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Attacks force video game makers to purge images of destruction
LOS ANGELES -- Video game makers have decided to purge images of destruction involving New York from new releases following the terrorist attacks at the World Trade Center.
They also announced Monday that they would postpone the debut of terrorism-themed adventures.
Activision indefinitely postponed release of its PlayStation game "Spider-Man 2 -- Enter: Electro" a day before it was to hit stores because the superhero battles villains atop skyscrapers resembling the World Trade Center.
A redesigned game will be available by the holidays, said Activision president Ron Doornink.
Ubi Soft Entertainment said it would delay release of "Tom Clancy's Rogue Spear: Black Thorn." The game, originally set for release Oct. 9, will hit stores only after themes similar to the terror attacks on New York and Washington are removed.
"Any events involving planes and terrorism will be the first thing we look at eliminating," said Cassie Vogel, Ubi Soft spokeswoman.
The company wants "to avoid stirring emotions unnecessarily and unwillingly offending the public," she added.
Meanwhile, Microsoft Corp. has said it will erase the World Trade Center from the skyline of its upcoming "Microsoft Flight Simulator 2002" -- a series so realistic that some student pilots use it for training.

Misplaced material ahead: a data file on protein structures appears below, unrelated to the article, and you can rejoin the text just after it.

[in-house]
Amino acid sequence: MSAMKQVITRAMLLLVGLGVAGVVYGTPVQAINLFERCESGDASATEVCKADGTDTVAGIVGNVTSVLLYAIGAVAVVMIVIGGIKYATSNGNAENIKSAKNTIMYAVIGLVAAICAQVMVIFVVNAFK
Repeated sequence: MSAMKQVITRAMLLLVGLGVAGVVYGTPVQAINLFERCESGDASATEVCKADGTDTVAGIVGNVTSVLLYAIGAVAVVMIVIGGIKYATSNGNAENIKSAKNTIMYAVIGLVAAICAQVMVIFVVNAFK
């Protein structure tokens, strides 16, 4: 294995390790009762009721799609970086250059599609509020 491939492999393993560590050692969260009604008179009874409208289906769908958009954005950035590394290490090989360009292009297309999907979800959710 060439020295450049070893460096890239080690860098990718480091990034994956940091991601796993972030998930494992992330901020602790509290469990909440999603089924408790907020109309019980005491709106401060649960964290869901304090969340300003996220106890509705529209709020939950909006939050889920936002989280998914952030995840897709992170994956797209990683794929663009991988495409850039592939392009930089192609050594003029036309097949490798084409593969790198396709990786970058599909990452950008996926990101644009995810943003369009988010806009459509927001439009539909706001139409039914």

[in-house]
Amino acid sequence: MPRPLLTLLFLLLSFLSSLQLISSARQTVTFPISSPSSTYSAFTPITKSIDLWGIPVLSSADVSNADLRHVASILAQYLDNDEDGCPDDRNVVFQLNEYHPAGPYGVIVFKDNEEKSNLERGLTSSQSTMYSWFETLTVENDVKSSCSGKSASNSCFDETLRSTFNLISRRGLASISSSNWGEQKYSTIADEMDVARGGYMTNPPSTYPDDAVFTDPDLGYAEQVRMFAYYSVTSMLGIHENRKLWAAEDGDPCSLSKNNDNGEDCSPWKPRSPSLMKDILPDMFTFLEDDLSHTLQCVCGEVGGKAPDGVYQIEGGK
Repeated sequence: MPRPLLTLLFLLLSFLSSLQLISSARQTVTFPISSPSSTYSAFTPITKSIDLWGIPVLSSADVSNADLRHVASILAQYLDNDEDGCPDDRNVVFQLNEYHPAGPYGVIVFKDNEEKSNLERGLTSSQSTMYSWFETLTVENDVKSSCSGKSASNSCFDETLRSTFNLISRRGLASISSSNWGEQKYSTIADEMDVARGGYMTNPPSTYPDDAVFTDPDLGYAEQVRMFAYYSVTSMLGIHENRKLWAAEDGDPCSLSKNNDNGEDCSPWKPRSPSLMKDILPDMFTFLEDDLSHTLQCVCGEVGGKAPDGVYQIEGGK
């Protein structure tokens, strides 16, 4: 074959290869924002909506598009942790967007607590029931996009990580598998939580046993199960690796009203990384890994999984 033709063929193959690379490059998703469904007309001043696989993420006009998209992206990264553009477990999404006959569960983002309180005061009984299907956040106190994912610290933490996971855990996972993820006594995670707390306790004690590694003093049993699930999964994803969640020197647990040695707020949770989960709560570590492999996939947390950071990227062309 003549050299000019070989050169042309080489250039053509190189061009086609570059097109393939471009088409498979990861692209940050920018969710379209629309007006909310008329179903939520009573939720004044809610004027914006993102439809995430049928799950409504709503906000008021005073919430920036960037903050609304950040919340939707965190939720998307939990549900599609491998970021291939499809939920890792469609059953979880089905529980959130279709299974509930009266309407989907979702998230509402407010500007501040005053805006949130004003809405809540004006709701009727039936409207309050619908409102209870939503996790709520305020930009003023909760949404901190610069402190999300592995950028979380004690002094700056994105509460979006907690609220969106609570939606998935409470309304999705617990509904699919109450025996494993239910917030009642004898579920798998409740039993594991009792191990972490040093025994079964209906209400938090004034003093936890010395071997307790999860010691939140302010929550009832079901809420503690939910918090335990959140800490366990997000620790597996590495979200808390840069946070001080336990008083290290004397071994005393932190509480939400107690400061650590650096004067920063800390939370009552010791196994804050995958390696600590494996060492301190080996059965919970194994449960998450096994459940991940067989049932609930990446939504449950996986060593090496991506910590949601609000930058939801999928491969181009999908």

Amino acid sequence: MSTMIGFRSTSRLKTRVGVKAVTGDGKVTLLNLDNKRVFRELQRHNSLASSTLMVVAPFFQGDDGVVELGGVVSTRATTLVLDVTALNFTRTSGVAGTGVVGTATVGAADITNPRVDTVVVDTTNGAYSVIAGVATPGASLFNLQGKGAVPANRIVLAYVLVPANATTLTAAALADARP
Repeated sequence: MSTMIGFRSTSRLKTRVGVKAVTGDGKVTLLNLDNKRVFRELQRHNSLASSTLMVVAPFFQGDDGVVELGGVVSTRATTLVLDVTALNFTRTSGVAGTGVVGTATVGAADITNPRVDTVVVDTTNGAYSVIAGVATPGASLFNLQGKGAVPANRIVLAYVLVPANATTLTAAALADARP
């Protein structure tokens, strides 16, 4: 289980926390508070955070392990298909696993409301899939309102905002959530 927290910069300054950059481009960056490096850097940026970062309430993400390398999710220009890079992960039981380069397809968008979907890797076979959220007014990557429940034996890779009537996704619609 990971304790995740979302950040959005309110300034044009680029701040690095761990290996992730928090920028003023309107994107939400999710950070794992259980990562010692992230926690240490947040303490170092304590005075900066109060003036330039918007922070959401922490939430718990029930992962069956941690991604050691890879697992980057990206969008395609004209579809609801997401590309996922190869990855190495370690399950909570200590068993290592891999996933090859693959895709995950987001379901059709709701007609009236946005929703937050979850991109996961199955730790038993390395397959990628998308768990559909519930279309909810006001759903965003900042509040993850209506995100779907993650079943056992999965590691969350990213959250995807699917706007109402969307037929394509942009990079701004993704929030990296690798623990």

And copies of Electronic Arts' war game "Red Alert 2" are being altered because the cover depicts the World Trade Center and New York skyline in flames.
Because the game hit shelves more than a year ago, Electronic Arts is also offering retailers the chance to trade old covers for new ones, spokeswoman Trudy Muller said. The game, which involves warfare in models of real cities, will not be altered, she added.
The terrorist attacks prompted Electronic Arts to suspend "Majestic," a game involving murder and sabotage that is played through the Internet, for one week. The game resumed Tuesday.
Many in the entertainment industry have reviewed upcoming products in the wake of the terrorist attacks.
The record label 75Ark changed the cover art for anti-capitalist rappers The Coup's new album "Party Music" because it featured the World Trade Center towers exploding.